Yes, ideally you should avoid putting it in contact with liquids and soap.
About three weeks. If you are ordering from outside the EU, allow another week or so for shipping.
Order our free ring sizer . We ship it worldwide! If the Boob ring is a surprise and you don't want her to try on a ring sizer, you can always order her ring in a size you deem fit and ask for a resizing afterwards (the first one is free). Just note that returning the ring to us from outside France will be at your expense.
Not at all, we sell a lot of 41, 42, 43, 44! Please note also that unlike most brands, our metrics is *homothetic*: the overall volume of the ring varies according to your finger size.
The Boob ring was designed for the small finger: it is where it fully lives its signet ring’s destiny. But some women wear it on their ring finger too, with as much panache and meaning. Women who visit the atelier to try on the Boob ring have often never worn a signet ring: it is usually why they are hesitating. In 99% of cases, once they try it on their small finger, they are won over. So if you can, why don't you visit us at the atelier? And if you can't, remember that returns and exchanges are free, so feel free to order it for a specific finger and change your mind later!
We do keep a small stock of Boob rings at the atelier, so drop us a line at email@example.com and we will try to a ccommodate your request. That said, if you need a Boob ring urgently and are not 100% sure of your wife's size, a good option is to gift a visit to the atelier. Your wife will be able to chose the metal she likes and we will measure her exact finger size. She will still have something lovely to unwrap, as we send invitations to the atelier on beautifully calligraphed, gold-stamped cards, gift-wrapped like a present. If you would like to go ahead with this, just send us an email at firstname.lastname@example.org.
Yes, sure! I’m really interested in putting sex into jewelry, so there will be more boobs, and erotica in general, in the future.
Yes, the Boob ring is full: you feel it on your finger. During prototyping, the factory wanted to make it hollow but I said no. I like this slight weight that makes us never forget it. Even the 18kt version, I didn’t want to hollow out: it’s in the Boob ring’s nature to be full of matter. Like us.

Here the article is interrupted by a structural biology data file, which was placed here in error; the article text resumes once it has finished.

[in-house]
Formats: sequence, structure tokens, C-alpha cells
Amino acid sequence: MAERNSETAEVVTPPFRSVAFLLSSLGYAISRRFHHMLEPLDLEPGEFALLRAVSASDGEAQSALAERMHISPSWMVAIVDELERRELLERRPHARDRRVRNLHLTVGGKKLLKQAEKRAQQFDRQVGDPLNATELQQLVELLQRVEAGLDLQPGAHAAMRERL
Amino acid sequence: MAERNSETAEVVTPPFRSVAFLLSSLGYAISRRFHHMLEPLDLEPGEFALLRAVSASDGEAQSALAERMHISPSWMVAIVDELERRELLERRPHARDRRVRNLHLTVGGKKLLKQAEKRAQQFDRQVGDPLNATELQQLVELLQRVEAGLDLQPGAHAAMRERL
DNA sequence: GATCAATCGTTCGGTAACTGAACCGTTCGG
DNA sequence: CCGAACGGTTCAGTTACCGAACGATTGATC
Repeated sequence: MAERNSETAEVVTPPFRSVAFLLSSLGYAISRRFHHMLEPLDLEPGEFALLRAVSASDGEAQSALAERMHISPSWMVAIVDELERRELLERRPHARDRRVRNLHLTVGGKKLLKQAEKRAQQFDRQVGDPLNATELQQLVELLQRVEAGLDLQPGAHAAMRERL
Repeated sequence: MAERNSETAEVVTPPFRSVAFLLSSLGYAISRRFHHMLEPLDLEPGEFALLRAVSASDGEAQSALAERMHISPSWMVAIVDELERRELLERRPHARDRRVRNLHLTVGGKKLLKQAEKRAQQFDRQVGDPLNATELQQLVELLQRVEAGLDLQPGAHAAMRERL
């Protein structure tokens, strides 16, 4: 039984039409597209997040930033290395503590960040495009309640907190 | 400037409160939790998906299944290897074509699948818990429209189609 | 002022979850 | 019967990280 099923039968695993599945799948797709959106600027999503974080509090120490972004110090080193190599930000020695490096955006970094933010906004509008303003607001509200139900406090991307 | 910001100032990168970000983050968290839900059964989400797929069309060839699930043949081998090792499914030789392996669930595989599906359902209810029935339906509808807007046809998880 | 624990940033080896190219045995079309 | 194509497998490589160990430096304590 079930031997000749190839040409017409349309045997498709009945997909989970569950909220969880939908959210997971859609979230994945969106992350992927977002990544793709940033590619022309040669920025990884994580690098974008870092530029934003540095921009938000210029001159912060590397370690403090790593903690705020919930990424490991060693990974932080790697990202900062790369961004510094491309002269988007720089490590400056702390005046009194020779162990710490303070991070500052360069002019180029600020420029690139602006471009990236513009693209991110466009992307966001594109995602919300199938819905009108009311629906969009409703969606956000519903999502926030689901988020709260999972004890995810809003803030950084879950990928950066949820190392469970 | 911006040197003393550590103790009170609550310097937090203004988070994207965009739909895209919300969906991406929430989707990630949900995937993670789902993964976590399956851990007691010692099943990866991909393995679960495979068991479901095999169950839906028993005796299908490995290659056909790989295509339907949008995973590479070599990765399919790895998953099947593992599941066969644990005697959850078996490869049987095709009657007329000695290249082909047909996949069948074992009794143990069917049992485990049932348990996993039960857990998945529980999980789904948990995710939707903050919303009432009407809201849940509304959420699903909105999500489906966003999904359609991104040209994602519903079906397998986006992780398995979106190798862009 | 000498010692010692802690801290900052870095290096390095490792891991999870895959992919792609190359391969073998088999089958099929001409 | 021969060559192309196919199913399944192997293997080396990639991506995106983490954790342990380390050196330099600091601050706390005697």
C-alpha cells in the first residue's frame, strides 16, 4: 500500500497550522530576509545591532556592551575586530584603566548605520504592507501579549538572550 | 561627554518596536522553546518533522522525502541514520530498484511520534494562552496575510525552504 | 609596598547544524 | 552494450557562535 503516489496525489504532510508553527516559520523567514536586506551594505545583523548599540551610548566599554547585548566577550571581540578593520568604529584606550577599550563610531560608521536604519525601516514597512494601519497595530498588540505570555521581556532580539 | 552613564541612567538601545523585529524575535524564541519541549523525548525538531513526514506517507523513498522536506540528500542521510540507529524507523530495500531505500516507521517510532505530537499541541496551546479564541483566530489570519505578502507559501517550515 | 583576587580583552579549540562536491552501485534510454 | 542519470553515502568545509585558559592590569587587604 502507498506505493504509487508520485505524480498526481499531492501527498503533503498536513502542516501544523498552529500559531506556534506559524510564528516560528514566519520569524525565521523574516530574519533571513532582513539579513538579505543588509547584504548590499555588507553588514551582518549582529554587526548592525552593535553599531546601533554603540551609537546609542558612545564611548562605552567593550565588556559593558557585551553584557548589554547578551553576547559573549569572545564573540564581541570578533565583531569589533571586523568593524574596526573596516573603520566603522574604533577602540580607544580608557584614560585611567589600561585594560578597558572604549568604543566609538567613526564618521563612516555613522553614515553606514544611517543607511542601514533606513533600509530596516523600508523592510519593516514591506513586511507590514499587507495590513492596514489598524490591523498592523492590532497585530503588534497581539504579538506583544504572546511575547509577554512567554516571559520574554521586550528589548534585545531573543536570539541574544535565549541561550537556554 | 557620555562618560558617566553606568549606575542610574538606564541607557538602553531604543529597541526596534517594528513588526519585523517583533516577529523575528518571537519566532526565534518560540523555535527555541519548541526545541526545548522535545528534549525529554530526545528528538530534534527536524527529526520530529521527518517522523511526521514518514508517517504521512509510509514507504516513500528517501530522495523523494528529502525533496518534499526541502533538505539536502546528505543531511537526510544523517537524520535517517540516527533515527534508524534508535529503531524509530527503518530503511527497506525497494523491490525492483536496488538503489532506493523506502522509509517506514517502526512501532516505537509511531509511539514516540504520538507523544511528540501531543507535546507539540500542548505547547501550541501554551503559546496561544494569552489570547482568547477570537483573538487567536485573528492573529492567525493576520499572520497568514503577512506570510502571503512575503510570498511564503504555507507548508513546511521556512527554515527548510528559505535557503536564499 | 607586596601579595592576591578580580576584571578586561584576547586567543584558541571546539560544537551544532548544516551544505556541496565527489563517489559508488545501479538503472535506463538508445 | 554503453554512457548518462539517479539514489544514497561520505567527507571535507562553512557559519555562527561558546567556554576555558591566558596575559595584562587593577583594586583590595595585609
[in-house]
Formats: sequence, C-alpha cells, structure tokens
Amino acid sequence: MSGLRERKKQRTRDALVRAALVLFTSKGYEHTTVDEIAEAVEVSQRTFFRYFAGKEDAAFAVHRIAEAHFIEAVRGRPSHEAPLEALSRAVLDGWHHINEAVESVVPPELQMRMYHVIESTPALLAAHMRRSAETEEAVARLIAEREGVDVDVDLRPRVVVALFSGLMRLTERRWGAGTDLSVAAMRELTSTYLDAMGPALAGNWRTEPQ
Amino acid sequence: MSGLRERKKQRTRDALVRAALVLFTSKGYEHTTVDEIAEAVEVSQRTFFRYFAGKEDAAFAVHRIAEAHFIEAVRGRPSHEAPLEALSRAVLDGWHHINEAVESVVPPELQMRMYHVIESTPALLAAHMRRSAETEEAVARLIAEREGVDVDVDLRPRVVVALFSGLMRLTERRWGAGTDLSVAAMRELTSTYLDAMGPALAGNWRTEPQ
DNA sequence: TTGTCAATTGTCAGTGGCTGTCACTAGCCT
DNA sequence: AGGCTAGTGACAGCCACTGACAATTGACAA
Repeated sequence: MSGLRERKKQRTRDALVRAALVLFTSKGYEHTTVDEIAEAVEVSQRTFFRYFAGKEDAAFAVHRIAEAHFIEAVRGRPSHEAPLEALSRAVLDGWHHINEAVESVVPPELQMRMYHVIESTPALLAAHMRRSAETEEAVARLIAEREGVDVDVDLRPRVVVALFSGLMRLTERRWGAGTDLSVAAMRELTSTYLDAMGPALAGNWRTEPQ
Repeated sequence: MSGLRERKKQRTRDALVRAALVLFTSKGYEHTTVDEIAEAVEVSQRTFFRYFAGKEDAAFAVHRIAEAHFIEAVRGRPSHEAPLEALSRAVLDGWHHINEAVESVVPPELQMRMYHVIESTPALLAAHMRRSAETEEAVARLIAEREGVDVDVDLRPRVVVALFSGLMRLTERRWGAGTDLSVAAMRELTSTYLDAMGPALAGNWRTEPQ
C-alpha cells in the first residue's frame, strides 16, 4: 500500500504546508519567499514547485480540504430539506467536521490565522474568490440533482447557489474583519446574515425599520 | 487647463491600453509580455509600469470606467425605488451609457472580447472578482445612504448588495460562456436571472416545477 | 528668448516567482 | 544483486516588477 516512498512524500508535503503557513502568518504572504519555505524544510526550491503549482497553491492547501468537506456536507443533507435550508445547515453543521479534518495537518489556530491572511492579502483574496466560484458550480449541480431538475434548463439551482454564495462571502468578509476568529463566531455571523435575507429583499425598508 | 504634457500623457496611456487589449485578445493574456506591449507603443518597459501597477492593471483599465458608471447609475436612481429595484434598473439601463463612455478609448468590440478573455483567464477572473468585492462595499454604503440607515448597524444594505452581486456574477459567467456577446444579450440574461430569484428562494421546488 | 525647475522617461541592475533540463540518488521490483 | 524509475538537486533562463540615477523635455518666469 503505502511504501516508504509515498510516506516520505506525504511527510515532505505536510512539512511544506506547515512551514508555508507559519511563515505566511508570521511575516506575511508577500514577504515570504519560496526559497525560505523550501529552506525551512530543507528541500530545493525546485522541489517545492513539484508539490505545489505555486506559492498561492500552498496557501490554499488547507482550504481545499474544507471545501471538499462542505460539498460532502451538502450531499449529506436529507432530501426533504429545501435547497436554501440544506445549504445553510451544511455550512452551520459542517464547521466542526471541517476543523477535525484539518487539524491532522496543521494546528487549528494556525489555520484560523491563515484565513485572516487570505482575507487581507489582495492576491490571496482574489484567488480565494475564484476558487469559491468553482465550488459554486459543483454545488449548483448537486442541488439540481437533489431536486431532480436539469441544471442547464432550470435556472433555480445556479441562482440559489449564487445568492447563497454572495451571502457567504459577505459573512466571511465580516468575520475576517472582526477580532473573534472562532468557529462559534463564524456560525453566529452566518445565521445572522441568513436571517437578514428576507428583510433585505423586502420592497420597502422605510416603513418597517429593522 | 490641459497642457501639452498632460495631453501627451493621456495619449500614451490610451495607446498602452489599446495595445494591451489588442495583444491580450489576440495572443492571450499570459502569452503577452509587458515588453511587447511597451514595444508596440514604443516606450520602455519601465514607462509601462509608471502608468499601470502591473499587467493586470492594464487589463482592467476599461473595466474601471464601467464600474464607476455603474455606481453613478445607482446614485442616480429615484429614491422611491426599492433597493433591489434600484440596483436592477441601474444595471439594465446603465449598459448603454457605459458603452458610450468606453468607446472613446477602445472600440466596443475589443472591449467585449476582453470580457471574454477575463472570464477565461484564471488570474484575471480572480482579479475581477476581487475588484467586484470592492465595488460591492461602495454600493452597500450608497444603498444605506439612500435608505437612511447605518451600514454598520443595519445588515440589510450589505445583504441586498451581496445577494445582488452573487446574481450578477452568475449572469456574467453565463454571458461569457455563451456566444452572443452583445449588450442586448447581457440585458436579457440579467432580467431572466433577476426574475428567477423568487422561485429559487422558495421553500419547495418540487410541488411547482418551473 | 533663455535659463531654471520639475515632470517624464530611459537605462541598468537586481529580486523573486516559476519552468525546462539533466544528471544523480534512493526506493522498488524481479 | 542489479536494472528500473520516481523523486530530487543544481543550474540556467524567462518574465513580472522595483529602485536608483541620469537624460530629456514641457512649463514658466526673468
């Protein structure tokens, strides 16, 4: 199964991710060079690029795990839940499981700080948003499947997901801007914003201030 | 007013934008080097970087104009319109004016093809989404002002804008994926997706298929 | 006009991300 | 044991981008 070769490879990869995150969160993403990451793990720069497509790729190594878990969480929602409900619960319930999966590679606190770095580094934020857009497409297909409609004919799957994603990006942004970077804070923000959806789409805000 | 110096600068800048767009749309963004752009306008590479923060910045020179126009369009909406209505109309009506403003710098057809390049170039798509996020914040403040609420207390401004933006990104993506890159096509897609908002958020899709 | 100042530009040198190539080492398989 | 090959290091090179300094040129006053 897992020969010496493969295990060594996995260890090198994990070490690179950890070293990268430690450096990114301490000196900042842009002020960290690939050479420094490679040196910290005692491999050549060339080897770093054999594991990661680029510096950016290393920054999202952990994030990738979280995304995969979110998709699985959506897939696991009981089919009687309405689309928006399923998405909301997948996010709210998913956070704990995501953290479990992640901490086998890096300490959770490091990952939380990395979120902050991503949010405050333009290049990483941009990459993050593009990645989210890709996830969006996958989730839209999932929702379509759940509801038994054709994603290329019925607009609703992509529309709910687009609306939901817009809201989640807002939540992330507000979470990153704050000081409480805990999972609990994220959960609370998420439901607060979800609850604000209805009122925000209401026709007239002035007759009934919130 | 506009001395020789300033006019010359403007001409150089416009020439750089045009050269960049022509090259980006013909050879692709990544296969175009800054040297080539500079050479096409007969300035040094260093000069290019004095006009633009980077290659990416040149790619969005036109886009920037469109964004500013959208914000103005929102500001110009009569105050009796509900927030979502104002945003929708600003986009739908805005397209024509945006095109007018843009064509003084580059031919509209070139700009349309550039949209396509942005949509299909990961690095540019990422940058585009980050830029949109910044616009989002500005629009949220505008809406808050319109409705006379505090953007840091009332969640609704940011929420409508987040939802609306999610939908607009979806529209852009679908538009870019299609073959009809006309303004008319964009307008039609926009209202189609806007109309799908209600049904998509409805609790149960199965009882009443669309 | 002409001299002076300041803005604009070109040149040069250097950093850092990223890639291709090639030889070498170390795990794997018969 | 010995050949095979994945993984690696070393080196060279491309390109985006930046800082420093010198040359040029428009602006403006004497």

You can. We give you the option at the time of checkout to pay the full price or in 2 or 3 interest-free instalments.
We do. We use La Poste and DHL for non-EU deliveries and we are insured separately for all our shipments. So if anything goes amiss, we’re covered.
Contact us at email@example.com. We can sometimes accommodate emergency requests on sold out pieces!
Online only! But you are welcome at our atelier in Paris' 11th arrondissement. All you have to do is book an appointment here.
We use 18kt gold, which means it contains 75% of pure gold (75% of 24kt = 18kt). The Boob ring’s and the gourmettes' gold content is guaranteed by an official gold hallmark.
We produce the Boob ring, the Travel vase and the Ada earrings on order. The rest is produced regularly, but in very small quantities. If we are between productions, you may to wait a little for the next delivery.
Almost everything is made in France. We work with a small foundry, a metal engraving workshop, an assembling workshop and a prototyping studio, all in Paris, and we order everything, from chains to clasps and small metal bits, from local suppliers. Our surface treatments (gold, silver, varnish, enamel) are done just outside Paris. The Boob ring and the gourmettes are made in the North of France and we order our glass beads from a small factory in the Poitou. Only the Magic ring is made abroad, in Italy, because glyptic (the art of engraving gemstones) doesn't exist in France anymore.
Our goal is to produce as locally as possible and in the cleanest possible way packaging that you don't want to throw away. For 18kt gold pieces we use a mix of vintage jewelry boxes from all over the world and jewelry boxes made for us by a historic French factory. For other items, we use jewelry pouches made of old linen and small boxes made in Europe with FSC certified paper. Our gift bags are made of kraft paper, just like our shipping boxes (we source them from Austria). As for our cards, postcards, and the shredding inside our shipping boxes, they are all 100% recycled.
Ethical can mean different things. Technically, to claim a metal piece as ethical, the whole casting cylinder used to make the piece needs to be filled with ethically sourced metal. For the moment, our production is way too small to fill a whole cylinder and there isn’t enough ethical metal available for our workshops to switch entirely to ethical metal. However, they already comply with stringent standards of metal tracability and waste water treatment. In the end, producing locally, slowly, in small quantities and with workshops we visit often and pay fairly, this is what being ethical means to us.
Good question. No industry extracting metal and gemstones from the earth will ever be ethical. Sorry. But we are doing what we can to make it a gentler process. We produce very small quantities of very small objects that you will keep for a long time. And we designed a client experience with the lightest possible carbon footprint.